I know it’s silly, but get up and dance. In fact, do it right now. Humans are creatures of habit. We love to establish a routine and stick with it. Then we often put ourselves on auto-pilot. Well guess what? Life doesn’t always work out the way you plan it. You must be able to go with the flow regardless of whether you have a plan or not. My life is not even close to what I thought it would be like a year ago. How could I have known what was going to happen? How can you? It’s scary to let go of your plans because then, you are inviting all kinds of uncertainty into your life. In fact, fear is the root of most spontaneity problems. By conquering those fears, you can become less dependent on your plans and live a far more interesting life. Does somebody look interesting to you? Go up to them and start a conversation. I know this can be extremely difficult. Nevertheless, go ahead and take a step in their direction. Face your fear of uncertainties and start to be more spontaneous. And in this article, I will show you how. If you get a random (non-destructive) impulse, act on it fast. Don’t think about it too long. Otherwise, you’ll second guess yourself.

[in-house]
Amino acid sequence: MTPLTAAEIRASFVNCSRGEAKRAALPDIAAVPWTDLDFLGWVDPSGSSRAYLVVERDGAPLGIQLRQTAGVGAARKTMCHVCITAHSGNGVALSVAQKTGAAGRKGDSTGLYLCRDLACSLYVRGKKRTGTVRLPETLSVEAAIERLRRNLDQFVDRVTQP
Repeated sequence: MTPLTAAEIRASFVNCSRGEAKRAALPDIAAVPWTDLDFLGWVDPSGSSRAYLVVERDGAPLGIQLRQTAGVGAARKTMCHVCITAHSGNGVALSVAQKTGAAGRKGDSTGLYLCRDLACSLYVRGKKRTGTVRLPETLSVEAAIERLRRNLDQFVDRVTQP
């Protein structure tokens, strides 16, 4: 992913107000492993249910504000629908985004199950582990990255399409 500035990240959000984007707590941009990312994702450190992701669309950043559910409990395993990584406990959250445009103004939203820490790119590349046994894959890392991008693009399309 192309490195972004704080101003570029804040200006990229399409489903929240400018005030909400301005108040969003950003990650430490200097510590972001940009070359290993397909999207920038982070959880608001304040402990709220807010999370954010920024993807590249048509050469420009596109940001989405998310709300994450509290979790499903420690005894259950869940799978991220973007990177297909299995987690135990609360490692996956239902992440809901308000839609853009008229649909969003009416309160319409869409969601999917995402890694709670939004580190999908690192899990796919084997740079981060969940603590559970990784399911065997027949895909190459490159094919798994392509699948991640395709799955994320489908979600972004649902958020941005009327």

Look at the World Through a Child’s Eyes
- This Is What Happens When You Move Out Of the Comfort Zone
Check out a new place and see what you have been missing. Children are endlessly curious, and you should be too. You may have much more in the way of experience than a 5-year-old child, but there is still a lot of stuff that you don’t know too. Commit yourself to the activity even if you are hesitating. Got an urge to break out into song? After you reflexively, dismiss the urge, commit to singing the lyrics and follow through on it.
Talk to Strangers
Go Explore a New Location